AUDIE CORNISH, HOST:
Attorney General Jeff Sessions is in San Diego today to talk about immigration enforcement. Sessions made this trip about a week after a caravan of Central American migrants arrived at the U.S. border. He had added staff to handle the cases of the men, women and children who'd made the month-long trip through Mexico.
Now at this point, more than 150 have been let into the U.S. for processing. To hear more about what that means and what they now face, we're going to speak with Heidi Boas. She's an immigration lawyer with Wilkes Legal. Before that, she was a senior asylum officer for the U.S. government. Welcome to the studio.
HEIDI BOAS: Thank you.
CORNISH: To even be let into the U.S. for processing, what has to be established at the border?
BOAS: Well, when people present themselves at the border asking for protection, or when they are detained, they will be asked a series of required questions, including whether they have a fear of returning to their country. And if they say that they do, then they are required to undergo what's called a credible fear interview, and that's conducted by an asylum officer.
CORNISH: You're making it sound very perfunctory, but it sounds kind of high-stakes, right? I mean, this is their first interaction with the U.S.
BOAS: It is high-stakes because it is their opportunity to have access to the immigration court system or not. But if the asylum officer finds that the applicant does not have a credible fear, the applicant can request to have that determination reviewed by an immigration judge. So there is a second level of review.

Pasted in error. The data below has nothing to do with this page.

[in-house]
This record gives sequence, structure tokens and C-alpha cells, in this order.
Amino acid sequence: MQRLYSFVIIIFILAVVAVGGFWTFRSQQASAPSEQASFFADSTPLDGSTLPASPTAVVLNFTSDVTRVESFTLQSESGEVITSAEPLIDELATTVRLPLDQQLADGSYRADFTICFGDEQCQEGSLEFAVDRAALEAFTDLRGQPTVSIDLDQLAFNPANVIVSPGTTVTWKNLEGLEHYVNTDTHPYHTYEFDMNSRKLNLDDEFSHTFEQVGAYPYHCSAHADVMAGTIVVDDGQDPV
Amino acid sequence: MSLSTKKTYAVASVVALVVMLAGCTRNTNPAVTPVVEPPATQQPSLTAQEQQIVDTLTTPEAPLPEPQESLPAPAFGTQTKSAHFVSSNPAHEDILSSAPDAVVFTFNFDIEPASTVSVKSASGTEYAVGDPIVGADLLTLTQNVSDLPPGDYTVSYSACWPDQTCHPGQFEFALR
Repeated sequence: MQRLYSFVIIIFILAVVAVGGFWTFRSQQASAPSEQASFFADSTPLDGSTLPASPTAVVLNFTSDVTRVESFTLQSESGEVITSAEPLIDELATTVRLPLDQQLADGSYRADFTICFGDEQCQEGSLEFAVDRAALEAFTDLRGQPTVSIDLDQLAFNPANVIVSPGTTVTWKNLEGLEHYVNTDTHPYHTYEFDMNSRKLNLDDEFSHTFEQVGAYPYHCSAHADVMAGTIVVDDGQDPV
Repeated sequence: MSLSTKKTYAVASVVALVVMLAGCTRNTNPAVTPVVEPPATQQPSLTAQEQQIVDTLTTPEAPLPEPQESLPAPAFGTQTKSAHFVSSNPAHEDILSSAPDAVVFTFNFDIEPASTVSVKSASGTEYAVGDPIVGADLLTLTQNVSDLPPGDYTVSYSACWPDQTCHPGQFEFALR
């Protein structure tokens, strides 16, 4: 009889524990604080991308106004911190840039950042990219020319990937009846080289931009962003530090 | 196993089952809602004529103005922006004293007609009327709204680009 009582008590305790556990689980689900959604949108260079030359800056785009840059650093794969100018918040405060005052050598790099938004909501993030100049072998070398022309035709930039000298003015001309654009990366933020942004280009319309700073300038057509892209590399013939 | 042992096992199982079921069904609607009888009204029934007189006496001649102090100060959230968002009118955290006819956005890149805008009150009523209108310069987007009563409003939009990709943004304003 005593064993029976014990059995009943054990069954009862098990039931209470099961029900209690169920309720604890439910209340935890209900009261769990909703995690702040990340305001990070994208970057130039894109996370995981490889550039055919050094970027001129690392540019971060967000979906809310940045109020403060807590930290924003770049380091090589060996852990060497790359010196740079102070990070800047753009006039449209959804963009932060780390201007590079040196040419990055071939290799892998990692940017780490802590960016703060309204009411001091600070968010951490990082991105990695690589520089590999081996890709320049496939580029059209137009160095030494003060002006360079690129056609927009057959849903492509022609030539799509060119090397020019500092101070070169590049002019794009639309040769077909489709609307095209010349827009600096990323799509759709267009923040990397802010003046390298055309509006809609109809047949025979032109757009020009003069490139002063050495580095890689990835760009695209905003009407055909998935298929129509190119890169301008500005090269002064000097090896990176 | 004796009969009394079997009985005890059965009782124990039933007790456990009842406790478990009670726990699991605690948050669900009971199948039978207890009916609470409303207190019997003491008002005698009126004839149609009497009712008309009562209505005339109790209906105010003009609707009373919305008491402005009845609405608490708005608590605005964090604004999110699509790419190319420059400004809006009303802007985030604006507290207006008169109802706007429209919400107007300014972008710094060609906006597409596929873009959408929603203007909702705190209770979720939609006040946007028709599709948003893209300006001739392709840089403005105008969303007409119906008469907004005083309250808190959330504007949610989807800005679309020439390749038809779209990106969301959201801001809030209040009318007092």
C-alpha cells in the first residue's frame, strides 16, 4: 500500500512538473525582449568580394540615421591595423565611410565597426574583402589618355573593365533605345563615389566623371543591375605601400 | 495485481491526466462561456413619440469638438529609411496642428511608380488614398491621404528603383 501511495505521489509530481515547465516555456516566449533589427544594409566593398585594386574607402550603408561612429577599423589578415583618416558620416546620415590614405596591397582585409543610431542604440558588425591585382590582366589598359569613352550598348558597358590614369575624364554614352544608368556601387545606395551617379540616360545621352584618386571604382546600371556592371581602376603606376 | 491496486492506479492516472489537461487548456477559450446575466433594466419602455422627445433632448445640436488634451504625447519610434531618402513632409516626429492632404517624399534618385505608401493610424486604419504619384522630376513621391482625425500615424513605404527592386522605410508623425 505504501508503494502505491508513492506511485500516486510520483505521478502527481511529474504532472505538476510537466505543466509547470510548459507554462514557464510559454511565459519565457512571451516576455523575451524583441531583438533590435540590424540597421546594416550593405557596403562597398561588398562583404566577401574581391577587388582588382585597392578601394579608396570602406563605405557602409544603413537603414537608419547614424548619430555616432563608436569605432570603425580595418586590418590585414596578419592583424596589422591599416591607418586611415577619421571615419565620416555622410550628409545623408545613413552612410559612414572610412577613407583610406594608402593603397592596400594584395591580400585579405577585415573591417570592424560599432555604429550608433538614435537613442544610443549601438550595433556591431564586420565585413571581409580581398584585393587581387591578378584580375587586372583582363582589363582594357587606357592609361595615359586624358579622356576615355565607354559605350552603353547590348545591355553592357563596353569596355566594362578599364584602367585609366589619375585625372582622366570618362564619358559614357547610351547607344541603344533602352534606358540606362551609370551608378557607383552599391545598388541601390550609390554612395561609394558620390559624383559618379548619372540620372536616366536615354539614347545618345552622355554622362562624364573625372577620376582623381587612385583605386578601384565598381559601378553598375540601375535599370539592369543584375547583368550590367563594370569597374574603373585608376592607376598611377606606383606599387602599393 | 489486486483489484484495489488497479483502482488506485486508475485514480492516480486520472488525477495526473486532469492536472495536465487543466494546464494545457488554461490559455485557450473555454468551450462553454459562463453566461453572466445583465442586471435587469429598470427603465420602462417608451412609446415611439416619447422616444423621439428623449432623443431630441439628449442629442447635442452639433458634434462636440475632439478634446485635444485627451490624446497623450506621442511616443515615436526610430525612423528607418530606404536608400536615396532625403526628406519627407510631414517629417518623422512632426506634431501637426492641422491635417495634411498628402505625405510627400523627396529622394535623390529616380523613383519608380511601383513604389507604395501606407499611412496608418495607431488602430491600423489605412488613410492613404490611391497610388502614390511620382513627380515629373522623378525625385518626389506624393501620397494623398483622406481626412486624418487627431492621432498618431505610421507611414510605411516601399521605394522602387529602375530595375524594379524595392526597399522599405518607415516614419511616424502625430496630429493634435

CORNISH: Now this 1980 law, the Refugee Act of 1980, says that people can seek asylum if they face the threat of persecution in their home countries or if there is, quote, "a well-founded fear of persecution." And I understand there's a lot of opinions about what the source of that persecution can be, right? Like, what kind of counts in that definition? Is it gang violence? Is it domestic abuse? How do you navigate this?
BOAS: Well, there are five grounds for receiving asylum. And that is race, religion, nationality, political opinion or membership in a particular social group. And it's the particular social group category that is more defined by immigration courts in particular decisions that judges make.
So for example, women fleeing domestic violence, if they can show that they were in a relationship that they were unable to leave, and the government would not protect them, they can qualify under the particular social group category. But it is very fact-specific, and not every person who tries to make a social group argument is going to be successful.
CORNISH: Can you give us an example of something we all think, well, that seems kind of valid, but it doesn't really wash when they get in the room with an asylum officer?
BOAS: Well, there's people who are applying for asylum on one of those five grounds, but then they're not found to be credible. And so then they wouldn't be granted asylum. So there is a very specific focus on credibility in determining whether or not the applicant is telling the truth because we want to keep, you know, the benefit for those who qualify and not grant it to everyone who's seeking relief.
CORNISH: And in the moment, how do you do that?
BOAS: Well, asylum officers receive a lot of training on credibility determination. So they are looking at consistency. So for example, an applicant is supposed to submit a personal statement with their asylum application. And then during the interview, they're also giving testimony. But if there's facts that aren't consistent between the statement and the testimony, that can sometimes be an indication of a credibility issue, as well as if they're unable to give detail that they should be able to give.
So for example, if someone is a member of a political party, if you ask them about the beliefs of that political party or activities that they participated in as a member, they should be able to give you detail about that. And if they can't, that might be an indication that they're not credible, as well as any indications that their documents they're presenting might have been altered. Those are some of the things that asylum officers look out for.
CORNISH: Heidi Boas is an immigration attorney with Wilkes Legal. Thank you for speaking with us.
BOAS: Thank you.
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